Instead, they stay late, come home after everyone’s in bed, and leave early.

“When you coming home, Dad?”

3. I wish I’d had the courage to express my feelings.

It’s easy to say, “you look beautiful.”

How hard is it to say, “I’m sorry?”

Expressing positive feelings brings positive feelings.

Express negative feelings? How did it work the last time you told someone to “f— off?”

Learn to express your feelings before you start. Make sure you feel the way you talk.

What will you say the next time someone asks, “Do these pants make my butt look big?”

The wrong answer is a step closer to death.

4. I wish I had stayed in touch with my friends.

There’s a reason the car windshield is so big compared to the rear view mirror.

If you had real friends they’d be in touch with you on your deathbed.

If not, give them a break by knowing how hard it must be for them to think of you.

Don’t be afraid to make new friends. The nurse, the doc, the aide? All new friends.

Regale them with stories of your old friends. Remember the time your fourth grade pal hung his dog and nailed frogs to trees? The time your buddy chased you with a stick full of dead animal guts?

Friends old and new bring a special flavor to life.

Stick with the people in your life now. You’re suffering enough as it is.

5. I wish that I had let myself be happier.

Did you dance like no one was watching?

Did you sing even if you knew you had a tin ear?

Did you laugh at something without explaining what’s so funny?

Did you buy a distressed table and complain about the scratches?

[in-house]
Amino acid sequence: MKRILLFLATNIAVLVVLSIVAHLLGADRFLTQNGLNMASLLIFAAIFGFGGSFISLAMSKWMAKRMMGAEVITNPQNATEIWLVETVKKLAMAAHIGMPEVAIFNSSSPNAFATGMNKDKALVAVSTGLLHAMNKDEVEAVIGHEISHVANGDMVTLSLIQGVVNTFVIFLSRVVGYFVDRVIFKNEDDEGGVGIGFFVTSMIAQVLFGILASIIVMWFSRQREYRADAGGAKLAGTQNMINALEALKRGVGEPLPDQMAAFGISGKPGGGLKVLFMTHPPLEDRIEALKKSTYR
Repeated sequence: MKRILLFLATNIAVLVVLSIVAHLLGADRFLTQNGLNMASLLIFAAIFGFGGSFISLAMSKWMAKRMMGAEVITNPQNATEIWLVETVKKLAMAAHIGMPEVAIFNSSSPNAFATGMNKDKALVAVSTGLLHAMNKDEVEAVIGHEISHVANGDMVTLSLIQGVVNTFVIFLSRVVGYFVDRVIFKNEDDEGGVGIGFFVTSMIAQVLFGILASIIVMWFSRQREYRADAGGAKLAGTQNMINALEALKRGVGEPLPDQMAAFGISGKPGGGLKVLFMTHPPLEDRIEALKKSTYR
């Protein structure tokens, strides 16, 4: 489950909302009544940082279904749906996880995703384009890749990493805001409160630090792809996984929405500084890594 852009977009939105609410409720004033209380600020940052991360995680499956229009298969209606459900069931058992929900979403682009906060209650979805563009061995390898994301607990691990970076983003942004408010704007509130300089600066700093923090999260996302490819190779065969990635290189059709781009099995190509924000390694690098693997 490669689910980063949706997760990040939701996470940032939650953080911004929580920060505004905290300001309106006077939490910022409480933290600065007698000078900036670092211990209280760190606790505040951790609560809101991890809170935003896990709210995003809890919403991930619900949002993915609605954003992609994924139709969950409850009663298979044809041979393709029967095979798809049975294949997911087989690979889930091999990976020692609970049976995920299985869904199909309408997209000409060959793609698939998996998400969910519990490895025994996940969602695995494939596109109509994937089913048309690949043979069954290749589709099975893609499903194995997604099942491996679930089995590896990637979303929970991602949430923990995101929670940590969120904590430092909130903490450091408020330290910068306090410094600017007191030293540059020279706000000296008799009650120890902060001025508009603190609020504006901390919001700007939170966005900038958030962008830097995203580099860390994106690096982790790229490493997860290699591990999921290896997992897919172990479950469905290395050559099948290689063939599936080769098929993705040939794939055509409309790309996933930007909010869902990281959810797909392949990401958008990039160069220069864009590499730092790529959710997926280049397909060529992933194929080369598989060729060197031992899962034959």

Did you look at yourself for years and think you’re too fat, then look at early pictures and wonder why?

You’re on your deathbed. No one will correct you when you tell them you danced like Dancing With The Stars.

No one will doubt when you say you used to sing like they do on America’s Got Talent.

Hum a song. Wiggle your toes. It’s a start, and it’s not too late.




About David Gillaspie


  1. Alex Paul says:

    You must have had a traumatic fourth grade! No one every hung his dog in my hometown, at least no one I still called friend. And if we killed frogs we ate them!
    All in all great observations! See you at the big party?

    • David Gillaspie says:

      Hi Alex,

      Bronnie Ware, a name that just rolls on its own, helped the dying get okay with what was happening, which was their body shutting down.

      My father in law came home to die after his own lengthy illness. It didn’t go according to plan. After my pep talk he lived five more years. A shocking development to be sure.

      Did he have any regrets? As his care guy I kept him too busy for regrets, a hard job with someone suffering from Parkinson’s, dementia, and cancer.

      Shawshank Redemption and Morgan Freeman’s reminder to either get busy living or get busy dying hit the mark.

      On the dog and frog deal, the dog didn’t die. It wiggled out of it’s collar and ran away. So did I.

      Looking forward to big times ahead.

%d bloggers like this: